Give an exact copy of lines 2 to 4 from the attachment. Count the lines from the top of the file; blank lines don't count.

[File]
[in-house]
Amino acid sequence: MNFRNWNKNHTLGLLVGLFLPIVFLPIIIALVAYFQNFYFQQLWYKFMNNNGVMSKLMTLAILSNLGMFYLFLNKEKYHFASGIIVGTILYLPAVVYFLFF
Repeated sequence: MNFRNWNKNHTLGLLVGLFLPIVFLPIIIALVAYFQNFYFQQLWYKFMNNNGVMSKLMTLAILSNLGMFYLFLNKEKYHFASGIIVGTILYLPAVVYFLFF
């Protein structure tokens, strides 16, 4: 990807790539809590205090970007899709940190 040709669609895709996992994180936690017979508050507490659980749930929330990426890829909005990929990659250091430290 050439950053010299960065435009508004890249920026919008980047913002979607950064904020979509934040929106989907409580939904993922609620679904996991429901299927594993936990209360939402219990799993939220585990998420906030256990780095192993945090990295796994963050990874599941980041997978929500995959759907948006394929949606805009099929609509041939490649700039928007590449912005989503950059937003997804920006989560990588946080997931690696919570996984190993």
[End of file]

Amino acid sequence: MNFRNWNKNHTLGLLVGLFLPIVFLPIIIALVAYFQNFYFQQLWYKFMNNNGVMSKLMTLAILSNLGMFYLFLNKEKYHFASGIIVGTILYLPAVVYFLFF
Repeated sequence: MNFRNWNKNHTLGLLVGLFLPIVFLPIIIALVAYFQNFYFQQLWYKFMNNNGVMSKLMTLAILSNLGMFYLFLNKEKYHFASGIIVGTILYLPAVVYFLFF
């Protein structure tokens, strides 16, 4: 990807790539809590205090970007899709940190 040709669609895709996992994180936690017979508050507490659980749930929330990426890829909005990929990659250091430290 050439950053010299960065435009508004890249920026919008980047913002979607950064904020979509934040929106989907409580939904993922609620679904996991429901299927594993936990209360939402219990799993939220585990998420906030256990780095192993945090990295796994963050990874599941980041997978929500995959759907948006394929949606805009099929609509041939490649700039928007590449912005989503950059937003997804920006989560990588946080997931690696919570996984190993």